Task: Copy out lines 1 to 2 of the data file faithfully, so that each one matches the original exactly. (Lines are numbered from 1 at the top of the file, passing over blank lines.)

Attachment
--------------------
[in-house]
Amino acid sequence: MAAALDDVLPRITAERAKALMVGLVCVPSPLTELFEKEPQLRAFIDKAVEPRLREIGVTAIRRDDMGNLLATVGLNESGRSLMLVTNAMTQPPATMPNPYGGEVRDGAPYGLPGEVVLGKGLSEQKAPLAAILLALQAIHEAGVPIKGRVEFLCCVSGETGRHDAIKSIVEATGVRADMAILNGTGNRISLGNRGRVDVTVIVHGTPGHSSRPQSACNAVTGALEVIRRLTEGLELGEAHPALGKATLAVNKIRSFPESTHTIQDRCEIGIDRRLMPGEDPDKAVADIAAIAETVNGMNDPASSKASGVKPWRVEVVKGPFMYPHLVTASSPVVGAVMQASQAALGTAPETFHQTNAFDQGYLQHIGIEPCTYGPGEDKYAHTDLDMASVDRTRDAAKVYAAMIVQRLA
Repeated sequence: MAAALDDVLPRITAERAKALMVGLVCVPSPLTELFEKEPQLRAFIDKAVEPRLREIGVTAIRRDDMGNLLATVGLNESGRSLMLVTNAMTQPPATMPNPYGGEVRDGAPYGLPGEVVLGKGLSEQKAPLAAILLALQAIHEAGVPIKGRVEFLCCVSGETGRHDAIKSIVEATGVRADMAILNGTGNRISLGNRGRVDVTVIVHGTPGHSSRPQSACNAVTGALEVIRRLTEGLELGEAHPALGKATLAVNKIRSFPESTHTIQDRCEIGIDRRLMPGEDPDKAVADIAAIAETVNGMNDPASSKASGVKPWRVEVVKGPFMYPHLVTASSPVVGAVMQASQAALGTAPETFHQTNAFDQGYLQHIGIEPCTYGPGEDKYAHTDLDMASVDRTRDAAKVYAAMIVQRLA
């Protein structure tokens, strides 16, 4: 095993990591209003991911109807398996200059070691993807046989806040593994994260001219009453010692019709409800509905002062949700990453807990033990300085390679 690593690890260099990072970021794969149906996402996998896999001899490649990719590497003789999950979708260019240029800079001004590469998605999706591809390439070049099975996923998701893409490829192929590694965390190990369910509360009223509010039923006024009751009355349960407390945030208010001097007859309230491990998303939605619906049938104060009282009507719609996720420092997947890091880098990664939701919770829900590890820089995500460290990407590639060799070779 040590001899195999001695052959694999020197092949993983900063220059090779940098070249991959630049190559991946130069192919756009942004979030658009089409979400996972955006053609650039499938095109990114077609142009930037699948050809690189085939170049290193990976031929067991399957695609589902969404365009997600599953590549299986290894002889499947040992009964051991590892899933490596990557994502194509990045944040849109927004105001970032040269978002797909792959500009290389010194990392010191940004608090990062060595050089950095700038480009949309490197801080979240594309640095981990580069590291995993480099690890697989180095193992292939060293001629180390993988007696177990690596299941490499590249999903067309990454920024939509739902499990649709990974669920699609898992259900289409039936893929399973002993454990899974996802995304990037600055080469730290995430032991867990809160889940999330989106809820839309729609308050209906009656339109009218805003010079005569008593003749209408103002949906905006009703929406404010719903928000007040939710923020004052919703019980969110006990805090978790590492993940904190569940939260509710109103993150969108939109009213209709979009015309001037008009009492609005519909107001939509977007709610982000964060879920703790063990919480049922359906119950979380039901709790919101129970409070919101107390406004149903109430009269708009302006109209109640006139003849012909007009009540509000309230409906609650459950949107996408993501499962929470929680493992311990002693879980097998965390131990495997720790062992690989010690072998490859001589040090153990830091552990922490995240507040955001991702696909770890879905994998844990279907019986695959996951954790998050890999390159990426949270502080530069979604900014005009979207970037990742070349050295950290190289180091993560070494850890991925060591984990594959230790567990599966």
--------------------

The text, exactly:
[in-house]
Amino acid sequence: MAAALDDVLPRITAERAKALMVGLVCVPSPLTELFEKEPQLRAFIDKAVEPRLREIGVTAIRRDDMGNLLATVGLNESGRSLMLVTNAMTQPPATMPNPYGGEVRDGAPYGLPGEVVLGKGLSEQKAPLAAILLALQAIHEAGVPIKGRVEFLCCVSGETGRHDAIKSIVEATGVRADMAILNGTGNRISLGNRGRVDVTVIVHGTPGHSSRPQSACNAVTGALEVIRRLTEGLELGEAHPALGKATLAVNKIRSFPESTHTIQDRCEIGIDRRLMPGEDPDKAVADIAAIAETVNGMNDPASSKASGVKPWRVEVVKGPFMYPHLVTASSPVVGAVMQASQAALGTAPETFHQTNAFDQGYLQHIGIEPCTYGPGEDKYAHTDLDMASVDRTRDAAKVYAAMIVQRLA